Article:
Primo Levi in Germany

Levi had already glimpsed an unpleasant instinct lurking beneath the polite surface of the Bayer headquarters outside Cologne, when an employee observed that it was “most unusual” for an Italian to speak German. Levi countered: “My name is Levi. I am a Jew, and I learned your language at Auschwitz”. A stuttering apology was followed by silence…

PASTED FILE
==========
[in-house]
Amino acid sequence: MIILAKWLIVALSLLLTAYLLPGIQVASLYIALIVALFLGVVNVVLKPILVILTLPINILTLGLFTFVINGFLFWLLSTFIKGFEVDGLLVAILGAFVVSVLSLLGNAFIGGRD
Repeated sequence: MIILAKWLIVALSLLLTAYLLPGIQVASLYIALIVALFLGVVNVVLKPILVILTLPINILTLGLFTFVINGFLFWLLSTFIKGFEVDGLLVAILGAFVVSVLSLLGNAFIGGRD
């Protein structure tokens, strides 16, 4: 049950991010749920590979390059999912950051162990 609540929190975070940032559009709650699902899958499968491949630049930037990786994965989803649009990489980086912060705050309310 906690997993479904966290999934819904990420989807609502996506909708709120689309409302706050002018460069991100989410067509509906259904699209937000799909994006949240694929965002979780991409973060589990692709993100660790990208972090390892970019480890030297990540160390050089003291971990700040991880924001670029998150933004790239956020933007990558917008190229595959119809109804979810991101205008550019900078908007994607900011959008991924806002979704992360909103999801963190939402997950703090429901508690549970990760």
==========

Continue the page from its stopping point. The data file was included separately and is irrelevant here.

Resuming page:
Levi’s most dramatic encounter – what he later called “the hour of colloquy” – took place one lunchtime at Bayer’s guesthouse on Kaiser-Wilhelm-Allee. He was seated at the dining table in shirtsleeves and making small talk when a director asked him about the 174517 tattoo exposed on his forearm. Levi instantly replied: “It’s a memento of Auschwitz”. Accati’s daughter Luisa, who was in Germany with her father to improve her spoken German, recalled the scene: “All one could hear was a polite clatter of forks on plates as ten Germans – all men – shifted awkwardly in their seats”. [link]


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